‘These Shining Lives’ tells story of women impacted by radium poisoning to stunning avail

Noah Moore

Amidst all of life’s encounters, one thing  remains constant – time. Whether spent waiting, hoping or painting watches, time is a major factor in how we choose to live life. This principle holds constant in WKU’s production of “These Shining Lives,” the 2008 play by Melanie Marnich, which depicts life for four women working in a radium painting company before it was considered hazardous.

Heels clicked in the darkness, echoing throughout the Russell H. Miller Theatre as the story began. Catherine Donohue begins her new job at Radium Dial, painting watches with radium dust, and soon meets Pearl, Francis and Charlotte. The four strike up friendship, but soon along their work journey find their hands mysteriously glowing, bones aching and bodies feeling oddly exhausted. They soon realize these feelings are signs of radium poisoning, and begin a journey of pain, dejection and fervor as they seek justice for their ailments.

The story was cohesive and told in a four-dimensional manner with Catherine as the narrator, which left no questions unanswered. The usage of projections was an effective means of escorting the scene changes and was done so exceptionally, from projecting words of plot development to projecting the Radium Dial logo during factory scenes.

Much of the story employed some sort of dramatic irony, especially in moments in which the factory boss would exclaim “radium actually has health benefits,” to which the audience would laugh, considering the later medical developments around radium and its irreversible effects. However, one constant factor loomed over the audience was the ticking of a clock. It gave off an uneasy vibe that communicated the feelings the women had over their sicknesses directly to the audience.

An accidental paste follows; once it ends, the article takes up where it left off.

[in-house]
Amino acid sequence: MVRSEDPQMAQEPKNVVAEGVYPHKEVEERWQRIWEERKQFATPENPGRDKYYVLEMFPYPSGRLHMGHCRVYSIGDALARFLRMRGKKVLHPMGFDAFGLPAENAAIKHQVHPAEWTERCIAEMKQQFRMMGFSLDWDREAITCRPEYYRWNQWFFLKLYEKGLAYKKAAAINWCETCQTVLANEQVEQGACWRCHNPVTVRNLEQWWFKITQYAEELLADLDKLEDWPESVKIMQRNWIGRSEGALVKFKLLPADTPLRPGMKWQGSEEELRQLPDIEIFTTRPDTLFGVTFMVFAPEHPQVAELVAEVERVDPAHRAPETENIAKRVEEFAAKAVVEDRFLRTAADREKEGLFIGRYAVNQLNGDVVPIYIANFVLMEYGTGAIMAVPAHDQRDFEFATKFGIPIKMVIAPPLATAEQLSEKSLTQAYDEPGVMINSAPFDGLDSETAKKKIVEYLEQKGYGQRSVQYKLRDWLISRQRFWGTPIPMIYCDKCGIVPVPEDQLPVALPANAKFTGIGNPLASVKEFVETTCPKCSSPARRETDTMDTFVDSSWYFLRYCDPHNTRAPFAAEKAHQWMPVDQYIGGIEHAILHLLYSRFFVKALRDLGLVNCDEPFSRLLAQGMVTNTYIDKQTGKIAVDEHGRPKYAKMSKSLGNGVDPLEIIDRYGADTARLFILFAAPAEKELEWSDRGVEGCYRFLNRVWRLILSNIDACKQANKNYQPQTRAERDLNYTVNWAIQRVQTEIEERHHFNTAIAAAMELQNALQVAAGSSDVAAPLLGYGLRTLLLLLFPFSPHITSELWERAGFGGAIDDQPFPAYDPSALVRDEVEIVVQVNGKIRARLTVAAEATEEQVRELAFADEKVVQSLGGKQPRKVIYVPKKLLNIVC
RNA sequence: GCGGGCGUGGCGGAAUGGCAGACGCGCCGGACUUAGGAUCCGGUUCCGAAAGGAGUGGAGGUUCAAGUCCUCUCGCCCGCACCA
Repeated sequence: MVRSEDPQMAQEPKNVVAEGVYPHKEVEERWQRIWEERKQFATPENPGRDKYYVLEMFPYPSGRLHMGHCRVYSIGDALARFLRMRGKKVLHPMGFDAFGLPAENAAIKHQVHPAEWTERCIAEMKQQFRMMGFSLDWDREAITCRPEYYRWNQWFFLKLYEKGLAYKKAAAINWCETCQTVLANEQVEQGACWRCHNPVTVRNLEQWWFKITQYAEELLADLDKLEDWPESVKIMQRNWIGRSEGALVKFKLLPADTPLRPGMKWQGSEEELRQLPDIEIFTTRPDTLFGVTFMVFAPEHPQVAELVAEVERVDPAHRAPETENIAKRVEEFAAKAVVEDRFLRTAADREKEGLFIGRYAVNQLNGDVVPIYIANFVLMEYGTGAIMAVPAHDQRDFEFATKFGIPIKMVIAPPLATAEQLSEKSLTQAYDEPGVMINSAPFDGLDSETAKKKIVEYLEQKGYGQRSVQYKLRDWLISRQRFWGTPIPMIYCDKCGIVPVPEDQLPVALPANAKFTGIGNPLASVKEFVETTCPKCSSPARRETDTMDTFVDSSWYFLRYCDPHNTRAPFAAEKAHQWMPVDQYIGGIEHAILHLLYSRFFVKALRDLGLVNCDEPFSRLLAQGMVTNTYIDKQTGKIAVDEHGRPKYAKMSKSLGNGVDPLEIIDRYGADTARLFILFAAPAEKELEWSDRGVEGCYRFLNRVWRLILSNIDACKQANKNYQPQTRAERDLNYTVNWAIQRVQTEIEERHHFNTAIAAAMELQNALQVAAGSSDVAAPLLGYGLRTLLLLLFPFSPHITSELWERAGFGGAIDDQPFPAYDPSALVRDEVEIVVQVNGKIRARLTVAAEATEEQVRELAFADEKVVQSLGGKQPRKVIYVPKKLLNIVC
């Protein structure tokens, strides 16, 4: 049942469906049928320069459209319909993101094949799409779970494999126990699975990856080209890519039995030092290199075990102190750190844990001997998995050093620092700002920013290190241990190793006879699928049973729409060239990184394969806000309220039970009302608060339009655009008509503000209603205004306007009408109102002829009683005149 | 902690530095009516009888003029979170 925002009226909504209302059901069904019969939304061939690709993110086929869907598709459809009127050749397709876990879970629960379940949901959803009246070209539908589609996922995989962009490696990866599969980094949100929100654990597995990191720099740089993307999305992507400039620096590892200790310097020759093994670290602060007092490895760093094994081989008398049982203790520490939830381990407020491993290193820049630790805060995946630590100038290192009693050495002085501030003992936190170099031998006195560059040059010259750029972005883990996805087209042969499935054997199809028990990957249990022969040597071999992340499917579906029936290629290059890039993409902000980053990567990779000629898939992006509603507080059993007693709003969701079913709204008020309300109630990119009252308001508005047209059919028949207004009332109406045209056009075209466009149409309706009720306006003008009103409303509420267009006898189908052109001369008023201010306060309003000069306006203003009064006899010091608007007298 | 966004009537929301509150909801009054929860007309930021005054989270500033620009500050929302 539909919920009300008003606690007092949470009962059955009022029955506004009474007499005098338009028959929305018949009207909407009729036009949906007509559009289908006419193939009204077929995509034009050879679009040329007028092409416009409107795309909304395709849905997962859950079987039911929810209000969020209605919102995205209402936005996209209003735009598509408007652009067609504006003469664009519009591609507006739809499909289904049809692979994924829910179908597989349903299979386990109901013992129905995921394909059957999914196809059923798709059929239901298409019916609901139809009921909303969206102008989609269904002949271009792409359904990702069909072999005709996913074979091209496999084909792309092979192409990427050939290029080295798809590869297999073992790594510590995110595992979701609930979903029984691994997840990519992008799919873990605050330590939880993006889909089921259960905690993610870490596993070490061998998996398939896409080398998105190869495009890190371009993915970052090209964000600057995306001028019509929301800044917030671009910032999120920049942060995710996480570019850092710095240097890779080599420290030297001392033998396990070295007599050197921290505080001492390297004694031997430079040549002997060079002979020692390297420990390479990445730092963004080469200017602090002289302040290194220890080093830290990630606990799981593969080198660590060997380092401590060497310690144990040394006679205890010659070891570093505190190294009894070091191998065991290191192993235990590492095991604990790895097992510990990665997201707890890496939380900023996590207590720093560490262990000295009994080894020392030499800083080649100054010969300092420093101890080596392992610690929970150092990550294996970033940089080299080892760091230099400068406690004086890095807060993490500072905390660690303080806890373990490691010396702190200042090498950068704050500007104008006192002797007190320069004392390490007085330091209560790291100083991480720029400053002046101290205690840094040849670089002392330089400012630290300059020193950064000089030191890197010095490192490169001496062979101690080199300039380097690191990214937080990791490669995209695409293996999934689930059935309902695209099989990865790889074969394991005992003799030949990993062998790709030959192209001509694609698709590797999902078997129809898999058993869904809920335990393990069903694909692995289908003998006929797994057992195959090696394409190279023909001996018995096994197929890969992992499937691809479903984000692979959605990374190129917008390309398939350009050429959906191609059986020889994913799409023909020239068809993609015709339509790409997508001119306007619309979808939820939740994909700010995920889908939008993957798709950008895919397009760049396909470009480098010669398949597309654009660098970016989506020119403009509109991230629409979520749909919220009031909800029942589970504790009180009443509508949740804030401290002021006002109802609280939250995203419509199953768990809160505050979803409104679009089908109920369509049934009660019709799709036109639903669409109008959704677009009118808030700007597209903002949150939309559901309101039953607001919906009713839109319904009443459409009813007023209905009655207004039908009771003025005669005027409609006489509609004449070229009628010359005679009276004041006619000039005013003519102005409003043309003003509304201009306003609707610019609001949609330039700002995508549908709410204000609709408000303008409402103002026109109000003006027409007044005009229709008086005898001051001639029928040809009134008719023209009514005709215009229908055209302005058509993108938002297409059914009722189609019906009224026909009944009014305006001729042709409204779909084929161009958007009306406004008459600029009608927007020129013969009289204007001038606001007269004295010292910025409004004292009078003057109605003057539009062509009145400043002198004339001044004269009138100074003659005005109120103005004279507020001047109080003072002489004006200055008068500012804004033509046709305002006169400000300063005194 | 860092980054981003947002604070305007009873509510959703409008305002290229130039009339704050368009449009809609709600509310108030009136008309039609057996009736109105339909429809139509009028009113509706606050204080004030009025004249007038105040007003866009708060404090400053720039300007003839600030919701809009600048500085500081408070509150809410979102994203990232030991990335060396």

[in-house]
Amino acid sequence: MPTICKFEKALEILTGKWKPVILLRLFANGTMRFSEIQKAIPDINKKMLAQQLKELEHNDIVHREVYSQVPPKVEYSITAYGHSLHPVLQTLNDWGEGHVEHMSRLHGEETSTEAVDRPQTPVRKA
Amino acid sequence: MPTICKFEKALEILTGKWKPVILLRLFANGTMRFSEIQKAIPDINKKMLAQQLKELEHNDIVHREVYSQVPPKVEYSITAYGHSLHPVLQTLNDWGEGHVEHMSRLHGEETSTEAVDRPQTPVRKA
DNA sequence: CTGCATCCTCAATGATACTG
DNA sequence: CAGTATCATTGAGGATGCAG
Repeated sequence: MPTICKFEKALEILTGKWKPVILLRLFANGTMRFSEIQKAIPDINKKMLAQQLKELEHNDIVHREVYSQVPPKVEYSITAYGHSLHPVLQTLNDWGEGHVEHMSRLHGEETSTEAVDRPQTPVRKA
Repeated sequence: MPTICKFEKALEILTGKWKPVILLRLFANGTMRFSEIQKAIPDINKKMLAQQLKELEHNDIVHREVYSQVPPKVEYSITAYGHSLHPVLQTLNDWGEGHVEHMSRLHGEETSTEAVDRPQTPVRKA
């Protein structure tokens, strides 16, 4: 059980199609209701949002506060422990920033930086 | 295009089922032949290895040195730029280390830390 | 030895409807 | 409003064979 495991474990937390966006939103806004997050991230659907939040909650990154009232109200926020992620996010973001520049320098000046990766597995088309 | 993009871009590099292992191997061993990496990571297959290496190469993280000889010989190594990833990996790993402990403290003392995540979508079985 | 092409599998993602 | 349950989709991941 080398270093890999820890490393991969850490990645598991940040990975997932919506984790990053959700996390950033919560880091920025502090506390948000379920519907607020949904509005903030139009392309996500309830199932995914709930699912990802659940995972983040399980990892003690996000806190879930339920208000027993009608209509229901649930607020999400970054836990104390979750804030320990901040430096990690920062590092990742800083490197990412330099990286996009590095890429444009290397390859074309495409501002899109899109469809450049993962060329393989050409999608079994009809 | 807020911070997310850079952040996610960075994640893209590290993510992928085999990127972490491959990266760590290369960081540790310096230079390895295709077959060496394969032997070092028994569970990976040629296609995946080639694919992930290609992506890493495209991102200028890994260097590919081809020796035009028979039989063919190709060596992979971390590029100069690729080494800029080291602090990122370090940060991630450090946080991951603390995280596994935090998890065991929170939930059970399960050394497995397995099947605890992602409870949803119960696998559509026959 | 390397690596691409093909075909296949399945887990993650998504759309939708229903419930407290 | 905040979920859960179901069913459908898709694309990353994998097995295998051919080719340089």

The show’s acting ensemble was dynamic in both chemistry and character development. The four characters in the leading ensemble were each distinct and complemented each other flawlessly. Leading the tenacious ensemble of females was Sabrina Sieg as Catherine.

Sieg had a strong emotional range as the show’s ingenue and fully committed herself to her character’s heavy arc. Complementing Sieg, Lauren Hanson was quippy and unafraid as Charlotte, the factory gossip with a stouthearted demeanor. The show’s quintessential moment arguably came in an encounter between the two aforementioned characters after hearing of their diagnoses. Catherine’s optimistic spirit is struck down by Charlotte’s emotional breakdown in the show’s climactic, and heart-rending moment.

Finishing off the ensemble, Arielle Conrad played the tiresome worry wart, Francis, and had multiple facetious moments that offered a break from the otherwise sober show. Not to be forgotten, however, are the show’s altruistic comedic moments, which came from Emily Huizenga, playing the role of Pearl, the happy go-lucky jokester that lightened the mood of the show dynamically. The show benefitted from the four’s chemistry, which can be a make or break quality in theatre.

From cool blues to stark yellow light, the lighting, operated by Hannah Meece and Sarah Guthrie, effervesced onstage during emotionally visceral moments. The best instance of lighting brilliance was the deep blues that shined on the neon hands of the women during their moment of discovery – an enigmatic moment in the show’s plot. The scenic design was layered delicately, with a building tumbling over the main set to give depth. The main stage area was divided into three areas: home, factory and office. The latter was used for a multitude of office and court scenes. The set design, however, wasn’t divisive, rather each area spilled onto the other, which fit ideally in this show, considering the fluid nature of the storytelling. The sound design, though subtle, helped create the environment through ambient music of the period, along with splashes of ocean waves and radio music.

Alas, the clock struck midnight, and so did the lives of the four women who were impacted detrimentally by the radium they so gaily painted with. The show was a lesson in the dangers in blind belief in life. This ideal was dolefully portrayed incredibly by the WKU Department of Theatre and Dance. Altogether, the performance shined as bright as radium itself, just without the imminent fear of death.